There are four separate varieties of snakes that inhabit Vancouver Island, British Columbia, Canada. There are three varieties of Garter snake: the Northwestern, the Western Terrestrial, and the Common Garter snake. In addition there is the rarer Sharp-tailed Snake. None of these snakes pose any threat to humans.
The Sharp-tailed Snake
The Sharp-tailed Snake is named for it's distinguishing feature of a sharp scale on the top of its tale. It is the smallest variety of snake on Vancouver Island, averaging 12 inches in length but reaching up to 19 inches in length. It is reddish-brown or grey. The snake lays its eggs in the summer and the eggs hatch in the fall. The snake is most active during the rainy months but tends to seek shelter under rocks or other ground cover.
The Northwestern Garter Snake
The Northwestern Garter Snake can reach up to 38 inches long but averages 12-24 inches. It has a small head and comes in a variety of color patterns. It is usually characterized by a wide dorsal stripe as well as stripes on the lower sides, but these stripes may be dull or absent in some individual snakes. They are most active during the daytime in the summer. They give birth to live young between July and September.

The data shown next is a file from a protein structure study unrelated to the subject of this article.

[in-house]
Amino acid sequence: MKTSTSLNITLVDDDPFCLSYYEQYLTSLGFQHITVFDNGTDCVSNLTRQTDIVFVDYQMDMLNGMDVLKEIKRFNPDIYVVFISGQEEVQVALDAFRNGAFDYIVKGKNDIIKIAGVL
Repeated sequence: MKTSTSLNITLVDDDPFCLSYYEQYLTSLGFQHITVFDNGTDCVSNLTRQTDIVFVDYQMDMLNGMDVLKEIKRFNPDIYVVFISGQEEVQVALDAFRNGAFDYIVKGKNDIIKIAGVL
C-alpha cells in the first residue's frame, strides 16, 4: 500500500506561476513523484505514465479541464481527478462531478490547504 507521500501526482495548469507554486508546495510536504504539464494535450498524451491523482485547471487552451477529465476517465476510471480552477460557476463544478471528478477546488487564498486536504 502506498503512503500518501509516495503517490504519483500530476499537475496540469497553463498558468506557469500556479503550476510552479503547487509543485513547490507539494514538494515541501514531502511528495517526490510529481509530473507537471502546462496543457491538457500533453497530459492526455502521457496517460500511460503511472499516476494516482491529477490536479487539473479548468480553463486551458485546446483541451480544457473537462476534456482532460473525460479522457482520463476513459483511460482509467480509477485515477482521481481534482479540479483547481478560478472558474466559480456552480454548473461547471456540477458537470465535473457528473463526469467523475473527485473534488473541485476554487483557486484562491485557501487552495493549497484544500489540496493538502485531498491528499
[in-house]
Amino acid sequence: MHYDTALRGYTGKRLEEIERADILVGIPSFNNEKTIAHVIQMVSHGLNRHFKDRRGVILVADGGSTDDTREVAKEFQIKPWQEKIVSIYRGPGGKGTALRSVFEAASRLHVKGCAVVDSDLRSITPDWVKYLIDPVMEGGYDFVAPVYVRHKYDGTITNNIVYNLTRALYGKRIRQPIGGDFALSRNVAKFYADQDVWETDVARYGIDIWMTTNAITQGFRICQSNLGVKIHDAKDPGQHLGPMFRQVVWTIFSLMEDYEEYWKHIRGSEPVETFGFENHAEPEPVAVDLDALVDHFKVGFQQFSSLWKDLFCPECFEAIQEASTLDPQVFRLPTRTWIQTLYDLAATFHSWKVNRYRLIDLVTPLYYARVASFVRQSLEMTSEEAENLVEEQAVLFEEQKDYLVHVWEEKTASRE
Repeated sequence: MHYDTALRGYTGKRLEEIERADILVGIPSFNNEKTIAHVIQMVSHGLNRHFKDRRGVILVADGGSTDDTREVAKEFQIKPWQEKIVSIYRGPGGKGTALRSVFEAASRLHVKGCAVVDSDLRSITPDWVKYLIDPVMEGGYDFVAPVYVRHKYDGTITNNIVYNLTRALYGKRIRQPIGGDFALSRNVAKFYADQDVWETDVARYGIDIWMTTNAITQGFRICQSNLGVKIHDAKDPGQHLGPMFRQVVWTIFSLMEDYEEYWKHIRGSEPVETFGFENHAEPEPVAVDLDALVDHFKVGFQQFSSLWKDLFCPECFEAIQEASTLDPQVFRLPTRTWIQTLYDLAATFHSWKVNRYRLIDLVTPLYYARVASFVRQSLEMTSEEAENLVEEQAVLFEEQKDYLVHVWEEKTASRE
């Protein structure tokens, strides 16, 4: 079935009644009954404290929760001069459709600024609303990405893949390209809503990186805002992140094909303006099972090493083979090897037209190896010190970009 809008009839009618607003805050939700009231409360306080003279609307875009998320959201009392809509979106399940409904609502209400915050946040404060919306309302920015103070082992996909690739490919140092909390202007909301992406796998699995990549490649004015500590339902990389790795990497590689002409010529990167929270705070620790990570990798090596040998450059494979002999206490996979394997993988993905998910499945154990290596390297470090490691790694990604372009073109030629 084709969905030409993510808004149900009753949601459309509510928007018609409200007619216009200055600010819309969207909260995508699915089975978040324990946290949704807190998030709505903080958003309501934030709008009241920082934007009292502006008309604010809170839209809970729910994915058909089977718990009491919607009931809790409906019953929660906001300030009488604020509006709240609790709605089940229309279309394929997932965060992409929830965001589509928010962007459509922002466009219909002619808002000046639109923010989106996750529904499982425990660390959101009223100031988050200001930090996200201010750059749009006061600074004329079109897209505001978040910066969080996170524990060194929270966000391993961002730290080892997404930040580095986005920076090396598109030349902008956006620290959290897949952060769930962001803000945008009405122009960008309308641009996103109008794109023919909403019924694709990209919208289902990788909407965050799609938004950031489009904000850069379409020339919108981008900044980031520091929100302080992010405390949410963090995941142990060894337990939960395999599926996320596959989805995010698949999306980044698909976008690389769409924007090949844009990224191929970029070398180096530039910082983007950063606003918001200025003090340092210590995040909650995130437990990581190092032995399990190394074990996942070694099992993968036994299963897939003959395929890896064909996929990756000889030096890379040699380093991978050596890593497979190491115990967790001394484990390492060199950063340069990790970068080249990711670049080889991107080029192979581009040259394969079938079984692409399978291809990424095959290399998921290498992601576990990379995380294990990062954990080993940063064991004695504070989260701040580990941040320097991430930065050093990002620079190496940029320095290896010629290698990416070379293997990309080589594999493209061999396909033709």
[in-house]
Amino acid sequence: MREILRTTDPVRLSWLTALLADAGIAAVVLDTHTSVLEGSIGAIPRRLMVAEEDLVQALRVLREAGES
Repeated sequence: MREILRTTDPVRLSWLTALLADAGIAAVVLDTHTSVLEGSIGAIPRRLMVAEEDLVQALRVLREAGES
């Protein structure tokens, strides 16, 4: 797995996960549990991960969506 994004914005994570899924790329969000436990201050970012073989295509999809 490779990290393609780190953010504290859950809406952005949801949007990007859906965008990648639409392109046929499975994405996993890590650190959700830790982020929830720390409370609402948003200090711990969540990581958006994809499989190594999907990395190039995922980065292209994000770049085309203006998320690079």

The Western Terrestrial Garter Snake
The Western Terrestrial Garter Snake can grow up to 43 inches and is characterized by three light yellow or cream stripes, one dorsal and two lateral, with black spots dotting the dorsal stripe. The base color is usually olive or greenish gray. They are often found by water but can be found in a range of habitats. Like the Northwestern Garter Snake they mate in Spring and give birth to live young between July and September.
The Common Garter Snake
The Common Garter Snake averages 18 to 26 inches but can grow up to 48 inches. It is most frequently dark brown or black with a pattern of bright yellow stripes, including one narrow dorsal stripe, and two wider lateral stripes. The pattern can vary and the color of the stripes may also be tan or orange. They are active Spring through Fall and give birth to live young between July and October. They are often found swimming.